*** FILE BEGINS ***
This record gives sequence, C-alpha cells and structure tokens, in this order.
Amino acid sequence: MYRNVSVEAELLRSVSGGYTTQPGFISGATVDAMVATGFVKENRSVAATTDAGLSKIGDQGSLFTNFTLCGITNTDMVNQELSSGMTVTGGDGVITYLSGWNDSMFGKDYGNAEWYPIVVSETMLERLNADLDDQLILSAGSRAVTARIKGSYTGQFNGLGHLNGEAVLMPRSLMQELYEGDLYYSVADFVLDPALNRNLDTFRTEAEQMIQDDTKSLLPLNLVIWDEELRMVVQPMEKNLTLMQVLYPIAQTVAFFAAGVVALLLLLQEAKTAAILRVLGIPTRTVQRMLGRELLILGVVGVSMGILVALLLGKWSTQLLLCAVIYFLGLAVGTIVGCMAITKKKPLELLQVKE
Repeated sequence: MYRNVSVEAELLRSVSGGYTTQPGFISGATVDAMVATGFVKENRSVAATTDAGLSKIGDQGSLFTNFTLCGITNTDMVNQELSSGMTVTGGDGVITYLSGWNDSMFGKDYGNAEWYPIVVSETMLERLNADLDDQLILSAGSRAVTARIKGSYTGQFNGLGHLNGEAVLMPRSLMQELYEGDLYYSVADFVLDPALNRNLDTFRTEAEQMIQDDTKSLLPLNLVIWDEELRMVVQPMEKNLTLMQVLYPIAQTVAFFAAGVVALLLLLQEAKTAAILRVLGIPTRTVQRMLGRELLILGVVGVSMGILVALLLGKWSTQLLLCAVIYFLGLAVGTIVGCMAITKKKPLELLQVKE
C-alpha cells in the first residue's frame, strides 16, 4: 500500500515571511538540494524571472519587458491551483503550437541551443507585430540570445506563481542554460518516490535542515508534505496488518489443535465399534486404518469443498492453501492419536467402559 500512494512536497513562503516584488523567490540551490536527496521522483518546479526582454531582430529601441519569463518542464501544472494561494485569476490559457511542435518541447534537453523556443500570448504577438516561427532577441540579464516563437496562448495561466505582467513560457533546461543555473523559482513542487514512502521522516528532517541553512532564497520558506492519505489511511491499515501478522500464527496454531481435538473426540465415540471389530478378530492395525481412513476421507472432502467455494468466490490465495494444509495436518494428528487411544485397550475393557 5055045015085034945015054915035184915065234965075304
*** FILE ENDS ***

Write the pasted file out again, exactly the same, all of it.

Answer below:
This record gives sequence, C-alpha cells and structure tokens, in this order.
Amino acid sequence: MYRNVSVEAELLRSVSGGYTTQPGFISGATVDAMVATGFVKENRSVAATTDAGLSKIGDQGSLFTNFTLCGITNTDMVNQELSSGMTVTGGDGVITYLSGWNDSMFGKDYGNAEWYPIVVSETMLERLNADLDDQLILSAGSRAVTARIKGSYTGQFNGLGHLNGEAVLMPRSLMQELYEGDLYYSVADFVLDPALNRNLDTFRTEAEQMIQDDTKSLLPLNLVIWDEELRMVVQPMEKNLTLMQVLYPIAQTVAFFAAGVVALLLLLQEAKTAAILRVLGIPTRTVQRMLGRELLILGVVGVSMGILVALLLGKWSTQLLLCAVIYFLGLAVGTIVGCMAITKKKPLELLQVKE
Repeated sequence: MYRNVSVEAELLRSVSGGYTTQPGFISGATVDAMVATGFVKENRSVAATTDAGLSKIGDQGSLFTNFTLCGITNTDMVNQELSSGMTVTGGDGVITYLSGWNDSMFGKDYGNAEWYPIVVSETMLERLNADLDDQLILSAGSRAVTARIKGSYTGQFNGLGHLNGEAVLMPRSLMQELYEGDLYYSVADFVLDPALNRNLDTFRTEAEQMIQDDTKSLLPLNLVIWDEELRMVVQPMEKNLTLMQVLYPIAQTVAFFAAGVVALLLLLQEAKTAAILRVLGIPTRTVQRMLGRELLILGVVGVSMGILVALLLGKWSTQLLLCAVIYFLGLAVGTIVGCMAITKKKPLELLQVKE
C-alpha cells in the first residue's frame, strides 16, 4: 500500500515571511538540494524571472519587458491551483503550437541551443507585430540570445506563481542554460518516490535542515508534505496488518489443535465399534486404518469443498492453501492419536467402559 500512494512536497513562503516584488523567490540551490536527496521522483518546479526582454531582430529601441519569463518542464501544472494561494485569476490559457511542435518541447534537453523556443500570448504577438516561427532577441540579464516563437496562448495561466505582467513560457533546461543555473523559482513542487514512502521522516528532517541553512532564497520558506492519505489511511491499515501478522500464527496454531481435538473426540465415540471389530478378530492395525481412513476421507472432502467455494468466490490465495494444509495436518494428528487411544485397550475393557 5055045015085034945015054915035184915065234965075304